Inflation: New survey shows Beecham Ampiclox jumps from N750 to N9,000; Augmentin N4,000 to N26,000; paracetamol N40 to N150
A new survey has revealed that the economic hardship assailing Nigerians under President Bola Tinubu has continued to cause incessant hikes in the prices of drugs for malaria and other common conditions.
The survey conducted by SBM Intelligence, titled: ‘Paying The Price on Health’, compared the prices of pharmaceutical products back in 2019 with their prices as of November 20, 2023.
Amid unfavourable economic circumstances in the country, British multinational pharmaceutical giant GlaxoSmithKline, in August 2023, announced plans to cease operations in the country after 51 years. Sanofi, another global pharma organisation that produced polio vaccines, also said it was winding down its Nigerian business starting last month.
In the painkillers category, Brustan 400mg, which used to sell at N200 in 2019, now sells for N300. Cataflam 50mg is now being sold at N1,300 from only N700 in 2019. Athrotec, sold for N1,100 in 2019, is now sold for N1,800, SBM said in its report due to be released on Tuesday.
Some of the steepest price changes were observed in essential analgesics like paracetamol 500mg, which now costs N150 from only N40 in 2019. From N70 in 2019, novalgin now costs costs N150 at pharmacies.
In the antibiotics category, SBM’s survey shows that Beecham Ampiclox CAPS 500mg, which was sold across the country in 2019 for N750, is now N9,000. Augmentin 625mg, N4,000 in 2019, is now N26,000; TAB Zinnat 50mg was N2,800 is now N13,000; and the price of TAB Ciprotab 500mg rose from N1,500 in 2019 to N2,800 in 2023.
In the common cold medicines category, the SBM findings revealed that procold sold for N70 in 2019 but now sells for N250.
Furthermore, Amoxil 500mg jumped from N1,000 in 2019 to N8,350; CAPS Zithromax 250mg, which was N2,500 is now N7,200; Doxycap used to be N300 in 2019, now sells for N850; Cipro- TAB that was N2,000 in 2019, is now N3,850; Levoxin 500mg that was N1,150 in 2019 now goes for N2,300; while Orelox 200mg that cost N2,200 in 2019, is now N9,500.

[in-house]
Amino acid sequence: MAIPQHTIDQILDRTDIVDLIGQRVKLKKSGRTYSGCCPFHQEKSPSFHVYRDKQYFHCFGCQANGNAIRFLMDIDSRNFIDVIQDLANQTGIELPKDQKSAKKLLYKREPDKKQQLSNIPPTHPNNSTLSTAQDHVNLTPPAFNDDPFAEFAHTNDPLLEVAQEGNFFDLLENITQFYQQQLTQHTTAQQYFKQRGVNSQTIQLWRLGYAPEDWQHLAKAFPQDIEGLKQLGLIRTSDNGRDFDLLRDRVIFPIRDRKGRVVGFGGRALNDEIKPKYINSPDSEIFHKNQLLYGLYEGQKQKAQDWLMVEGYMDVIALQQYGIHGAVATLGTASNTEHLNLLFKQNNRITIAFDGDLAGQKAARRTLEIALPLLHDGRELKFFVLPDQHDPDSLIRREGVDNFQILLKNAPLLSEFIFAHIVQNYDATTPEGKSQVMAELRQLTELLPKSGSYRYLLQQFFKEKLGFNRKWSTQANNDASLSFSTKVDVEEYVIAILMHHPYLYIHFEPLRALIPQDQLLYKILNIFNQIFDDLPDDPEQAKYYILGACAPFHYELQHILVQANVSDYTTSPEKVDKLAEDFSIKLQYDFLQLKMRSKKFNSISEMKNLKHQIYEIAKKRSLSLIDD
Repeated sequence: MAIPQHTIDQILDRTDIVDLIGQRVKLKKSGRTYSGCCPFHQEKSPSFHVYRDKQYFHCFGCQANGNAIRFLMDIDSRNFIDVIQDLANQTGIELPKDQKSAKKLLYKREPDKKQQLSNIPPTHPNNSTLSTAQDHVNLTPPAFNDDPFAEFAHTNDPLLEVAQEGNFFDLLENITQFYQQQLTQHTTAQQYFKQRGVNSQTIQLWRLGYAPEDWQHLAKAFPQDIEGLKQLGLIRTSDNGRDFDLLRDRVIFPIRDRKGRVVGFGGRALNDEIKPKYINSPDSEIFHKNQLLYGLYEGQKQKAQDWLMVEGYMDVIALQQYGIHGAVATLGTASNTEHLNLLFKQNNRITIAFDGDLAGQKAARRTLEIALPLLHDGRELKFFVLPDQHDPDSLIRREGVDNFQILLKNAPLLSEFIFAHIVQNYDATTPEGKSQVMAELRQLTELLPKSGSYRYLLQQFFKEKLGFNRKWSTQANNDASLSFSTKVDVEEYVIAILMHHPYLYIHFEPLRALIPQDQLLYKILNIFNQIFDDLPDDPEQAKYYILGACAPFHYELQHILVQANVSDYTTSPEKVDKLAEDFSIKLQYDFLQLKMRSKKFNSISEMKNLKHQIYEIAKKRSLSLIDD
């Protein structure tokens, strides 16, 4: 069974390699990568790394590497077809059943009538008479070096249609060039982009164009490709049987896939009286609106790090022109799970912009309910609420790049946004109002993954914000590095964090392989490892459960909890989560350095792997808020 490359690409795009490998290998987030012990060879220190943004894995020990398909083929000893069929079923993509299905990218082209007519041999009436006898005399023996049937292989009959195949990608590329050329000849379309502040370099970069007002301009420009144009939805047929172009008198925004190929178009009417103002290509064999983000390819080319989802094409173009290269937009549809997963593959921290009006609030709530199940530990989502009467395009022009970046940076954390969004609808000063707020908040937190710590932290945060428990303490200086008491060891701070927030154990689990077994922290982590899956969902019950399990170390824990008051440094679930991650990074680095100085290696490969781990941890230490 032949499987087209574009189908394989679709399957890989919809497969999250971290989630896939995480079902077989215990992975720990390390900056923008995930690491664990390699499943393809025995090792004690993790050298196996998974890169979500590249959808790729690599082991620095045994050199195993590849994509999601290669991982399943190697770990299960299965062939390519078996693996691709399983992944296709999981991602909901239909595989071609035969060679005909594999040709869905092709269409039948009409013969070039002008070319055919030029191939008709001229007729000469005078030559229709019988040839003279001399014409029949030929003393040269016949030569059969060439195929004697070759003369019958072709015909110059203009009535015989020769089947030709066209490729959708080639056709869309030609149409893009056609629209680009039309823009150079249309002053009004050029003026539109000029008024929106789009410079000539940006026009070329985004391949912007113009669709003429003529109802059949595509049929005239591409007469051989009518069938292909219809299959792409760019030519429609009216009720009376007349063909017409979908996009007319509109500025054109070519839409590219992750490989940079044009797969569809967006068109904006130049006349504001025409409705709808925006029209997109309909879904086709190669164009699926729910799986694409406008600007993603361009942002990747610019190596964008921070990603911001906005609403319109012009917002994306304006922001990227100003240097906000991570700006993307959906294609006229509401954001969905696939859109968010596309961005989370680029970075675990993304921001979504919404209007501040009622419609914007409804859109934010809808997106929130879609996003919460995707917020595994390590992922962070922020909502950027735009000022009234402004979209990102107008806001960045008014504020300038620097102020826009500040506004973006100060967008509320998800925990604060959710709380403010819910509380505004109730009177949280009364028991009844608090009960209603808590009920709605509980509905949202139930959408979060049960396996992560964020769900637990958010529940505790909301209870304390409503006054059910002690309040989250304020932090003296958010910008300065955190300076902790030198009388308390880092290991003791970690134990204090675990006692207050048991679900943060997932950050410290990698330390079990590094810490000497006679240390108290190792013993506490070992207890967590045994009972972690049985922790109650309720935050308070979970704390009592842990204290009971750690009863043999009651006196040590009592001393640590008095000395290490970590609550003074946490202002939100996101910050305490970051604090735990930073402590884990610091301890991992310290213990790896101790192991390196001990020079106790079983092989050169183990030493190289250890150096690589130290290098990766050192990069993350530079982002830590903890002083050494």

Finally, in the antimalarials category, the data revealed that Lonart DS used to N1,300 in 2019 but is now N2,500; Amatem 80/480 was N1,200 in 2019 and is now sold for N2,200; Loqma QS was N850 and is now N1,100; P-Alaxin TS that was N900 in 2019 is now N1,400; while coartem 80/40 that was N1,600 in 2019, is now sold for N3,000.
A spokesman for the federal ministry of health did not return a request seeking comments about SBM’s report and the overall government policy to check rising drug prices.
SBM said the manufacturers have adopted the option of a third-party distribution model for their products in Nigeria. However their moves would therefore translate to the hike in the prices of these products which are now being imported into the country.
The eventual prices of the products, where at all available, are now determined by the cost of importation into the country, forex, rate of naira to the dollar, amongst others, which could further complicate patients’ ability to access or afford the medicinal products as they are either too exorbitant or scarce.
Explaining the incessant hikes in the prices of medicines, SBM quoted Boladele Silva, a pharmaceutical professor at the University of Lagos, as saying that the country’s pharmaceutical industry is hugely exposed to shocks from foreign exchange volatility.
“In Nigeria, what we have are packaging hubs. The active pharmaceutical ingredients and most excipients used by the manufacturers are imported. That makes them very vulnerable to economic shocks,” he said.
He added that the rising cost of drugs in Nigeria “is forcing patients to skip doses or forgot treatment altogether, based on anecdotal observations,”
SB Morgan warned that the crisis could “lead to the development of drug resistance, making it more difficult to treat infections,” with further potential to “worsen chronic conditions, leading to increased morbidity and mortality.”